Within the neoliberal, capitalist Anthropocene, over-saturation in material culture and passive acceptance of the overwhelming circulation of objects has led, quite literally, to a toxic relationship with (supposedly) disenchanted materiality. In this thesis, I argue that, in addition to being a performance practice that generates sites of potentially reparative enchantment, object performance also offers a neglected entry point for observation and analysis of the multiplicity of hidden material enchantments at work in contemporary culture. In all its forms, material performance, object theatre, puppetry – the performative animation of things – offers blatantly, and, sometimes, subversively, naive alternatives to hegemonic, largely digitized practices of representation. While its ubiquity renders puppetry arts forever familiar, providing points of profound connection between people (and their material-cultural environments), puppetry’s drama in performance relies on its inherent uncanniness, on its strange ability to unsettle us even when we know how it “works.” Despite its apparent simplicity as an art form, object performance presents us with the collapse of some of the primary binary oppositions upon which Western culture rests: subject and object, mind and matter, visible and invisible, truth and trickery, dead and alive. Grounded in new materialist ethics and the interdisciplinary imperatives of performance studies, this practice-led research travels transverse paths of creative arts practice and cultural analysis in the development of a critical approach to object performance that I call puppeting. Puppeting is a way of seeing and thinking that arises from engaging with materiality to make and perform with puppets. Puppeting therefore takes as given that making is itself a kind of thinking, that objects and materials are active collaborators in the thought process, and that the union of imagination and material, as negotiated through movement, produces physical manifestations of thought that influence their surroundings by virtue of their presence. With these givens in place, puppeting allows us to understand the enchantments of particularly situated objects and performances, and furthermore to recognize that such performances are going on all around us all the time. Indeed, between the specialized space of the theatre, where artistic puppets inspire affective experience, and the “normal” space of daily life, where functional objects regulate lived experience (traffic cones come to mind), there is the in-between space of cultural performance (the political rally, religious ritual, community celebration, etc.), where performing objects like effigies, relics, and fetishes do both. Through participant observation, autoethnography, and critical analysis, this study identifies different modes of enchantment, both “good” and “bad,” as revealed by puppeting. By participating in alternative, even utopian, practices of world-making in a marionette workshop in Prague, on a Vermont farm with the Bread and Puppet theatre, in her own studio in Ireland, and along the route of the All Souls Procession in southern Arizona, the puppetry artist encounters enchantments of liberatory interconnection conjured in the course of creating and performing puppetry. As anyone who has ever read a fairytale can tell, however, not all enchantments are delightful; the latter half of the study focuses on the puppetry scholar's analyses as she identifies oppressive, divisive enchantments in cultural performances including the historical European practice of effigy destruction, the hangings-in-effigy of President Barack Obama across the USA after 2008, and the display of fetish-like plastic fetuses by anti-choice activist groups, particularly in Ireland's 2018 Abortion Rights Campaign. In each of these sites, puppeting offers a new lens through which to analyse the performative power of objects in performance, exposing the reflective and constitutive messages hidden in their depths, in the hope that understanding how these kinds of enchantments work will help us to produce more of the “good” enchantments and to avoid falling for the “bad” ones.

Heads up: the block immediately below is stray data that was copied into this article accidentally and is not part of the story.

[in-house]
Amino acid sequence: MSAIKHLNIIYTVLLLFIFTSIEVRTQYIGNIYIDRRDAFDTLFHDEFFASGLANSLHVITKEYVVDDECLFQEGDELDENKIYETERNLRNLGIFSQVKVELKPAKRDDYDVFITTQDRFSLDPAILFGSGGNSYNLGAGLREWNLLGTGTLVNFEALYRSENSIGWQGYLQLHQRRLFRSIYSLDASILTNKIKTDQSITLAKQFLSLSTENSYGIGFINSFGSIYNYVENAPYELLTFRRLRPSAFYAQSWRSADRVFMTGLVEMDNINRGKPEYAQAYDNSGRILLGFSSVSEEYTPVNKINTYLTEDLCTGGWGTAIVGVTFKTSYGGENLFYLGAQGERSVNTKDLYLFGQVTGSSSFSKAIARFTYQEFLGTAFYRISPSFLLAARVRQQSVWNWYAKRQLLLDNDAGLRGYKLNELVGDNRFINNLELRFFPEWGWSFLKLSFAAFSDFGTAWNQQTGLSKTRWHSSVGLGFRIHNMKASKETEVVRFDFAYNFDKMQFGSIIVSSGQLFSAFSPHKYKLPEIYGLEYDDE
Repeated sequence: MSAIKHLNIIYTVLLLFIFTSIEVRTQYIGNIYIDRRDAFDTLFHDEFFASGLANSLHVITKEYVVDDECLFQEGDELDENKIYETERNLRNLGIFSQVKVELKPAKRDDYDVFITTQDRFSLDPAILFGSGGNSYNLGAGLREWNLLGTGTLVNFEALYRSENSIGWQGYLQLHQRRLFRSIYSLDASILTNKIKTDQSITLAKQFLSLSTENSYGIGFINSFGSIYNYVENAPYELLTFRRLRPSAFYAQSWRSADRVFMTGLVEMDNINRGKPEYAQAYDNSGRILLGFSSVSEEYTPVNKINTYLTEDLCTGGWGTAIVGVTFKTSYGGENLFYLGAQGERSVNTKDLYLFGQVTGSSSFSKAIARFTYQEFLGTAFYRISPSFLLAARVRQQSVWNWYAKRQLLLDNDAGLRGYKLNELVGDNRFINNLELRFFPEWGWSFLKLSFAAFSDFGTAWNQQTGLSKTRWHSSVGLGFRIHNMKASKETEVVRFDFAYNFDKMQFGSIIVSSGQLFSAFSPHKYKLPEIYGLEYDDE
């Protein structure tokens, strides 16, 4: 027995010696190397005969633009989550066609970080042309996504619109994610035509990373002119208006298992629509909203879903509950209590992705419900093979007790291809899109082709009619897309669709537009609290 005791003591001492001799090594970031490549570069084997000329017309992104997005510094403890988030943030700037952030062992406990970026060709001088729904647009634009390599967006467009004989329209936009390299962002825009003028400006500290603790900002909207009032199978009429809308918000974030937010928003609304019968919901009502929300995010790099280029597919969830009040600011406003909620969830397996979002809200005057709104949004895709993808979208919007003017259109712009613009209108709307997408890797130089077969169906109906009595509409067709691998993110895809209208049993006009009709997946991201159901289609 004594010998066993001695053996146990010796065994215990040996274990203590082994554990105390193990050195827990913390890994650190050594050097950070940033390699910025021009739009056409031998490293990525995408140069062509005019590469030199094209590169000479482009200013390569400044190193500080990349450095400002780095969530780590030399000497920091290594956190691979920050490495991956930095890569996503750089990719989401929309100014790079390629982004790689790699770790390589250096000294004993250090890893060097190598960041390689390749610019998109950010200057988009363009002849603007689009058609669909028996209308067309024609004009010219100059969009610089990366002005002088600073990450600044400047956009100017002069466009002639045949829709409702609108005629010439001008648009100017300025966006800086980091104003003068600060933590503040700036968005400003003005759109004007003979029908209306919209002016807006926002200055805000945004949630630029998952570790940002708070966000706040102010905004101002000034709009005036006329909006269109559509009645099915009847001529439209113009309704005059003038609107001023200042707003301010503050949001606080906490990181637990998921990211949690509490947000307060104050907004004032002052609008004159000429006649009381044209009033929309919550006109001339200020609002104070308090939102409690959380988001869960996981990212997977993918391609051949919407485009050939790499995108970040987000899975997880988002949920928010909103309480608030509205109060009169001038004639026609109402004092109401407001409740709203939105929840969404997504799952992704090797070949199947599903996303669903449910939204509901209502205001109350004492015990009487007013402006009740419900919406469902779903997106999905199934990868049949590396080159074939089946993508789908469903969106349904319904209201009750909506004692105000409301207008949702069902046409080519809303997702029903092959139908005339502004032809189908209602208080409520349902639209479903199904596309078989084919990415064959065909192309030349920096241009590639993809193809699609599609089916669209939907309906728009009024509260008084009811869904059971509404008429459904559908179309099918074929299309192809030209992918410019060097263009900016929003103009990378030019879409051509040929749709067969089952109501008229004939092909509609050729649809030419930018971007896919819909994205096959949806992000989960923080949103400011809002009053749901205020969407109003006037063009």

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    Performing psychic: the performance of mentalism and psychic arts on stage, screen, and in everyday life
    (University College Cork, 2020-01-02) McQueen, Scotty; Kelly, Marie; King, Robert; Cronin, Bernadette; University College Cork